3. disable dnfdragora-updater completely, do package updates by yourself with dnf

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Fedora 30, Virtualbox and libxcrypt

Fedora 30, Virtualbox and libxcrypt

It is a never ending story. New dist release, new problems with Virtualbox.

What is the current problem with a Fedora 30 guest on a Windows host and Virtualbox 6.0.8? Well, the guest additions won’t work, especially vboxadd.service refuses to start.

After asking my search engine of choice it revealed the libxcrypt to be the culprit. There are some changes mentioned at and it is referenced at


Install the libxcrypt-compat package and the vboxadd.service will start again, problem fixed.

Strange mouse behaviour with Fedora 28 in Virtualbox

Strange mouse behaviour with Fedora 28 in Virtualbox

I use Fedora 28 with XFCE as a virtual machine in Virtualbox 5.2.12, hosted on Windows 10.

In full screen mode this works really well.

But suddenly I had huge problems with my left mouse button. In some windows it worked, in others it didn’t and vice versa. After trying random things, it worked for some time, then stopped again. Or didn’t work at all.

The system was actually unusable any more.

It took some time until I realized this strange behaviour was caused by the latest kernel update to 4.17

As soon as it was clear I just had to use the old 4.16 kernel the next steps where easy.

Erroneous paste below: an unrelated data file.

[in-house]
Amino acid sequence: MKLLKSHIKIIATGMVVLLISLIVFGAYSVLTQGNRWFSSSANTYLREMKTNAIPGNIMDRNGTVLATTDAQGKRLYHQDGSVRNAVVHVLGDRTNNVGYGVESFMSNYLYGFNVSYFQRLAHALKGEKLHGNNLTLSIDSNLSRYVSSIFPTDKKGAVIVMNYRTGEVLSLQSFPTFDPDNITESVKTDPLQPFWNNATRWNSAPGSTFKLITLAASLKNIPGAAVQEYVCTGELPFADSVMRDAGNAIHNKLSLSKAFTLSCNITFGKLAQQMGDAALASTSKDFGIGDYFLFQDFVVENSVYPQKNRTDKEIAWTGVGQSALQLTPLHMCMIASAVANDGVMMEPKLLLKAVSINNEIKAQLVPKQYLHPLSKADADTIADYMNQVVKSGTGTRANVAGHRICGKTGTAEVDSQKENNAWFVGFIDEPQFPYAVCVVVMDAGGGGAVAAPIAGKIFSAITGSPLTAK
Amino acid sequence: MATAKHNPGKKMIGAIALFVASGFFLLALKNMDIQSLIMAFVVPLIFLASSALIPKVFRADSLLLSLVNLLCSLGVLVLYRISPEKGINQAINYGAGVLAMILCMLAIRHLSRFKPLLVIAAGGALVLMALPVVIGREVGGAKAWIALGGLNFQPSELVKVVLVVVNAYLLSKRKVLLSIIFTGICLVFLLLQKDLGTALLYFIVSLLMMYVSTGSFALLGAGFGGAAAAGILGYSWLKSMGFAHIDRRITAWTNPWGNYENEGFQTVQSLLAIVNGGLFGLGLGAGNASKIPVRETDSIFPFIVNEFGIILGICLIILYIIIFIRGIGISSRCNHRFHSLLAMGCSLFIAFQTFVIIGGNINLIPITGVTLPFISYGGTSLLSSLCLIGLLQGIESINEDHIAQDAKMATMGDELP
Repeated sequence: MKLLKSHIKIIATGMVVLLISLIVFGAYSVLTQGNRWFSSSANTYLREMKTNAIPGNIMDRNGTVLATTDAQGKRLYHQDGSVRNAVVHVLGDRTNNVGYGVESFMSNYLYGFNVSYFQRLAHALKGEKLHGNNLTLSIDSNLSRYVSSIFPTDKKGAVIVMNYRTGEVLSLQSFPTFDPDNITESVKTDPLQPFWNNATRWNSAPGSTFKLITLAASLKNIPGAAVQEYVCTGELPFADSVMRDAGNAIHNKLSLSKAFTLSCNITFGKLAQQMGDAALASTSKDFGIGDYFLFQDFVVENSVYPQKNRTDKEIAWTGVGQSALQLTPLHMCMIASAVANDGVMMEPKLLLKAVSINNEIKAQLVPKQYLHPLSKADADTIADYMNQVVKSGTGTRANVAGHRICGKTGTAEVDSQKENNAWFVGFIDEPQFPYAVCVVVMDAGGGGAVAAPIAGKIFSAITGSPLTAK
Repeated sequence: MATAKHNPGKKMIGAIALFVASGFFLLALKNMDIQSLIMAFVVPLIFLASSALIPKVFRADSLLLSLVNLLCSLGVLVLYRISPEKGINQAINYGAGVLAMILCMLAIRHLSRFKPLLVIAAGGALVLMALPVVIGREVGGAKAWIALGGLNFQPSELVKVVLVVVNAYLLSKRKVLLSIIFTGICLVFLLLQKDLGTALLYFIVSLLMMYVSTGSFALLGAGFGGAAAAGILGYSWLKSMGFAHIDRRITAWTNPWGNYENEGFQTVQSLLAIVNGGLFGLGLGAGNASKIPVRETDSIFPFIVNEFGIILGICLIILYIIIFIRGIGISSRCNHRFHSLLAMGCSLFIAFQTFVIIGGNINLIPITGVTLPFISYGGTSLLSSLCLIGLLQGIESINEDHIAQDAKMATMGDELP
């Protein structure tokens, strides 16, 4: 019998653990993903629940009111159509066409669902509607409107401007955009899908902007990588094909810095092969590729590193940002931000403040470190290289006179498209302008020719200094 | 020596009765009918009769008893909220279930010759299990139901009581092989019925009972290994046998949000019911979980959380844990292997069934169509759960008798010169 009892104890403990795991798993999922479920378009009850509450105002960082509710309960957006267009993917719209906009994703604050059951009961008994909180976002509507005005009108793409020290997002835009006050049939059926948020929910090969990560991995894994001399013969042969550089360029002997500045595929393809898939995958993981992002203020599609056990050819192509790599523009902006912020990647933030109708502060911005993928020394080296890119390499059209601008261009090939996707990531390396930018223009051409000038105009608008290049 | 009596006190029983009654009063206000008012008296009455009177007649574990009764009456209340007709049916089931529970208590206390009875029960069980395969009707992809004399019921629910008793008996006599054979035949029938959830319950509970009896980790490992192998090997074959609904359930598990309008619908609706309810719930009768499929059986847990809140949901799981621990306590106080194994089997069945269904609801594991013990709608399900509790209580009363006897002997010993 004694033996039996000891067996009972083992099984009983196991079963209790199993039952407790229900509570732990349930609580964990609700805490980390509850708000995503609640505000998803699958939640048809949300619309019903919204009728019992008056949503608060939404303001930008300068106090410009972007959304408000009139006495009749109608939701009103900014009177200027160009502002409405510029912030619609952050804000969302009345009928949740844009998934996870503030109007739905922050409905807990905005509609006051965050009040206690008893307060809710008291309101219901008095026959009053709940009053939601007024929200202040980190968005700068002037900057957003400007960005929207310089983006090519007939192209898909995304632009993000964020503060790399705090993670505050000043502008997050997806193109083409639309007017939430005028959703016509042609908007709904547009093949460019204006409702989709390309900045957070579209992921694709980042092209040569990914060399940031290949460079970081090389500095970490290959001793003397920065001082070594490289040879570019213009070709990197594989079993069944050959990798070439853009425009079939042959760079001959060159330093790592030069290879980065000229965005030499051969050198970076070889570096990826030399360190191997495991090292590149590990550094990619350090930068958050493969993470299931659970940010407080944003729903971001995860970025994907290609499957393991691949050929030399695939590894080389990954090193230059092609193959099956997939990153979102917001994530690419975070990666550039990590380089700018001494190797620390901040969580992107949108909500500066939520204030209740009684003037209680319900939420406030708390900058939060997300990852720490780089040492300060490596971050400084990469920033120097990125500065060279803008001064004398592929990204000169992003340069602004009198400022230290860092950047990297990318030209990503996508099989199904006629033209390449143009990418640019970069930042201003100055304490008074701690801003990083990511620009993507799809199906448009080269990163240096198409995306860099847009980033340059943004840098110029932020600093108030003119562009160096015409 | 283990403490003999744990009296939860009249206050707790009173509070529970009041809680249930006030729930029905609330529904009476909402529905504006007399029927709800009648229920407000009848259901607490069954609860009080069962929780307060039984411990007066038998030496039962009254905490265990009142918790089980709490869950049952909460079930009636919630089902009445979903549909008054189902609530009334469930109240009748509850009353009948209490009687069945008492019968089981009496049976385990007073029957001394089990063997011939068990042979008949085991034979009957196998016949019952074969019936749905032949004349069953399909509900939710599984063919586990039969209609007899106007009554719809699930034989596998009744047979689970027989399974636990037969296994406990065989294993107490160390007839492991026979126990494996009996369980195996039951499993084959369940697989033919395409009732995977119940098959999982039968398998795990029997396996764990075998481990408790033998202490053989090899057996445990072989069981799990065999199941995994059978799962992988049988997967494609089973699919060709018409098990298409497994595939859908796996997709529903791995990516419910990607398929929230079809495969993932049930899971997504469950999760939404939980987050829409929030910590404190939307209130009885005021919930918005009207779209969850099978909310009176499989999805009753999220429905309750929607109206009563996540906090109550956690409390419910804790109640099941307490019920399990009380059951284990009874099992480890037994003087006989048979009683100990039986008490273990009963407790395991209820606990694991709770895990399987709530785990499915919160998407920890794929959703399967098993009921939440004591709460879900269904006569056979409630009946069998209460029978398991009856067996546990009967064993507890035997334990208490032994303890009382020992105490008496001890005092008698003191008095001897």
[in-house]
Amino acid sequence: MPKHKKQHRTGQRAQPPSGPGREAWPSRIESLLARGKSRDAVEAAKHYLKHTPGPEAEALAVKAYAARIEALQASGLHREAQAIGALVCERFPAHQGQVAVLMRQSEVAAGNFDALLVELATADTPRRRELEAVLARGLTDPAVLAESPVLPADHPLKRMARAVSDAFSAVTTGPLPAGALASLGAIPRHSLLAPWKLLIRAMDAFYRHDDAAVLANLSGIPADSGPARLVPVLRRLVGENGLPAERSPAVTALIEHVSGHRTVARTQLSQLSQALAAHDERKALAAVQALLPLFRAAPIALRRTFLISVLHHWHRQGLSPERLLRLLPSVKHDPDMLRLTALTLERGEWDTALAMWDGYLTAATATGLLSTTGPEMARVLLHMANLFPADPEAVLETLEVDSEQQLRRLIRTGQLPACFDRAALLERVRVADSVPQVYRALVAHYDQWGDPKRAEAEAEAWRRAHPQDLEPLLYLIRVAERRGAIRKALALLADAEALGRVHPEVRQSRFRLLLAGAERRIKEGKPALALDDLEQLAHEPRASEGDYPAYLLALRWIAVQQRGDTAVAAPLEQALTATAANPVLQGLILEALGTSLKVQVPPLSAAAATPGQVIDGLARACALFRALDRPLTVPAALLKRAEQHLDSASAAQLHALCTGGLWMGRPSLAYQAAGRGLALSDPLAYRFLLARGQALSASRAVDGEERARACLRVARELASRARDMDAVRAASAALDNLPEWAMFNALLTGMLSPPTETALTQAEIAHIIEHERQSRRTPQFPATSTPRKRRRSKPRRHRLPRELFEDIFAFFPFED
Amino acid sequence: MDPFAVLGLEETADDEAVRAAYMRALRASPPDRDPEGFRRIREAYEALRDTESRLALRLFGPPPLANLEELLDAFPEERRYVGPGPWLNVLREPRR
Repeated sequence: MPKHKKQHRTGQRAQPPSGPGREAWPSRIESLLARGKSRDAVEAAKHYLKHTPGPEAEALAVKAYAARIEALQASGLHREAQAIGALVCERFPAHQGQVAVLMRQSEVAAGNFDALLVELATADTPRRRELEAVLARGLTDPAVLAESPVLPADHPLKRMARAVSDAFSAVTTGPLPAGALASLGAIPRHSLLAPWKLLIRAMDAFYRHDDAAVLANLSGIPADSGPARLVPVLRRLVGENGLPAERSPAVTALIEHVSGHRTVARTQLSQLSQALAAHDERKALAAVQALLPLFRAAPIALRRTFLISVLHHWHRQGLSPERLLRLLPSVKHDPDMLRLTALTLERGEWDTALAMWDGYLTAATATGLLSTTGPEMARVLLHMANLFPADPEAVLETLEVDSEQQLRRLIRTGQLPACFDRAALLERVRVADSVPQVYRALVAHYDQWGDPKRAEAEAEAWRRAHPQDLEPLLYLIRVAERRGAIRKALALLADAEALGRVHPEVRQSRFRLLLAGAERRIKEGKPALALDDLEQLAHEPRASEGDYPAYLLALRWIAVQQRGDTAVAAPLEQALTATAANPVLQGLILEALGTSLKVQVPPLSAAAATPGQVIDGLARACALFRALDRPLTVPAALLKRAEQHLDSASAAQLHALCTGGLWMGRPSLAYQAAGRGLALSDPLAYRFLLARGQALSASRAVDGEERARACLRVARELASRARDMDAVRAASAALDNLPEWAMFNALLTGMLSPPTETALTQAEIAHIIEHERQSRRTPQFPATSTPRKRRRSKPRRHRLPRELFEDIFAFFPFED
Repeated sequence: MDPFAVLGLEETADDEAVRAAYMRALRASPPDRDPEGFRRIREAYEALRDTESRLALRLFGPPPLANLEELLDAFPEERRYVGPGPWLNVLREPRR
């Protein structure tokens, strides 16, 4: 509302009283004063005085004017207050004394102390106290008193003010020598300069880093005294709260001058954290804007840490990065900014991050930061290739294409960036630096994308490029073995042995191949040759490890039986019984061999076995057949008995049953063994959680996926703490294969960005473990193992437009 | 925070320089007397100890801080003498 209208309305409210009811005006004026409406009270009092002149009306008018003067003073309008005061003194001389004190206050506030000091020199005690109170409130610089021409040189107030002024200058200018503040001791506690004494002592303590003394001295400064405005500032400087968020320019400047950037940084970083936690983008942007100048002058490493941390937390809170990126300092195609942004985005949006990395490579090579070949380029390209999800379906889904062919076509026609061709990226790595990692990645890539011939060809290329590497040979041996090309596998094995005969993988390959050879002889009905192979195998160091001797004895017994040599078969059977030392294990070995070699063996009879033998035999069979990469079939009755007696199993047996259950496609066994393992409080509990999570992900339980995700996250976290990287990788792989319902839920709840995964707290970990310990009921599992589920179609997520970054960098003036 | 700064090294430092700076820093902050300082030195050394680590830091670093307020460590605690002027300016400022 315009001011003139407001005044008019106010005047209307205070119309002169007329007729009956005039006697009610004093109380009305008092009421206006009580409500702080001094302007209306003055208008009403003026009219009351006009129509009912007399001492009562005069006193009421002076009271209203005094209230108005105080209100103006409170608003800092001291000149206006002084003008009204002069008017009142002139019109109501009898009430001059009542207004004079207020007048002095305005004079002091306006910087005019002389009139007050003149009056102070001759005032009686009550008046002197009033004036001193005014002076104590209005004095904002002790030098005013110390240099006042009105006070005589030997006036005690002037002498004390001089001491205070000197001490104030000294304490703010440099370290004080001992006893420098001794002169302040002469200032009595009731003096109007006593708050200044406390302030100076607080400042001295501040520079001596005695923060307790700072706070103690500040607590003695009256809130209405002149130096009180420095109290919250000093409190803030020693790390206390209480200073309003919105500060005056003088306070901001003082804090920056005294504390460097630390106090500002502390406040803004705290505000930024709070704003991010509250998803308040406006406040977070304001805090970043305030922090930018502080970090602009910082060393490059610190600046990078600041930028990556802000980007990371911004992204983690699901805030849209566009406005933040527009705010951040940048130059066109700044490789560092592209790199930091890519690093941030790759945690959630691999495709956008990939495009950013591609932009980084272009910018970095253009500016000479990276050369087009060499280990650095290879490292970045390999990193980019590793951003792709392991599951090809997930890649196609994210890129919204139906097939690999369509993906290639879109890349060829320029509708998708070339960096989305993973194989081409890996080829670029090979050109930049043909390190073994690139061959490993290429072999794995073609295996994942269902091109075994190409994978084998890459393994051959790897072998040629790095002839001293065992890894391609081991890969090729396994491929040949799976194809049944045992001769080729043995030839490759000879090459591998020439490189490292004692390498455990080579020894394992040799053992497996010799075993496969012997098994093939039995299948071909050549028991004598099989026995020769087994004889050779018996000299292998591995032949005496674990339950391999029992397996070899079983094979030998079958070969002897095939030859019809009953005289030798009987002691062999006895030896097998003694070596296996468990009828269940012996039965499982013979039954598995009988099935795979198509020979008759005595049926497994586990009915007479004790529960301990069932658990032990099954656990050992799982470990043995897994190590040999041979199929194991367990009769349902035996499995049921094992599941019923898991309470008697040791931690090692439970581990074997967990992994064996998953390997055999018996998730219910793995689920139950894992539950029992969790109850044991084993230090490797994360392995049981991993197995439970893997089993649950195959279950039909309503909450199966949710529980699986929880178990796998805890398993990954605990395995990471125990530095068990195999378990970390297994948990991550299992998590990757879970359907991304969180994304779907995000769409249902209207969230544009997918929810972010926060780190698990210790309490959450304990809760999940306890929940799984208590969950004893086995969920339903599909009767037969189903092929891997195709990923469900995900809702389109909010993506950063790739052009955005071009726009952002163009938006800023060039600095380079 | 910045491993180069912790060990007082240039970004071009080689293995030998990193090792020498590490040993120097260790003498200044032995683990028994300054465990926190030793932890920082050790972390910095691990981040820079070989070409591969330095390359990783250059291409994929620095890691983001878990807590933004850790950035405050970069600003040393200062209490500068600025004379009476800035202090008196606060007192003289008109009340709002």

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Configure Windows keyboard shortcuts in XFCE

Configure Windows keyboard shortcuts in XFCE

My windows manager of choice for Linux is XFCE.

While working in XFCE I realized that I got so accustomed to the Windows 10 keyboard shortcuts for tiling windows, I wanted to have the same functionality in XFCE.

And it is no problem to make that happen.

Just go to Settings -> Windows Manager -> select the Keyboard tab. Then scroll down to “Tile windows to the …”, mark the entry you want to change and click the “Edit” button. Follow the instructions.

To tile the window to the left enter: <Super(Windows key)> + <left arrow>

Create your own Debian mirror with debmirror

Create your own Debian mirror with debmirror

We will walk through these steps to get the local Debian mirror up and running:

  1. make sure you have enough space on your harddrive
  2. install debmirror, configure a cronjob to sync data
  3. make your mirror available to your clients (via apache or nfs)
  4. keep an eye on your cronjob – from time to time your script may have trouble to sync
  5. configure sources.list to use your local mirror

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What is “Kali Linux Light”?

What is “Kali Linux Light”?

Do you know the difference between “Kali Linux 32 bit” and “Kali Linux 32 bit Light”?

There are several ISO images to choose from when it comes to downloading Kali Linux. Most of them are quite obviously named: “Kali Linux 64 bit XFCE” – no doubt about that.

But theres is no hint or easy way to find documentation about the ingredients of this considerably smaller installation variant “light”.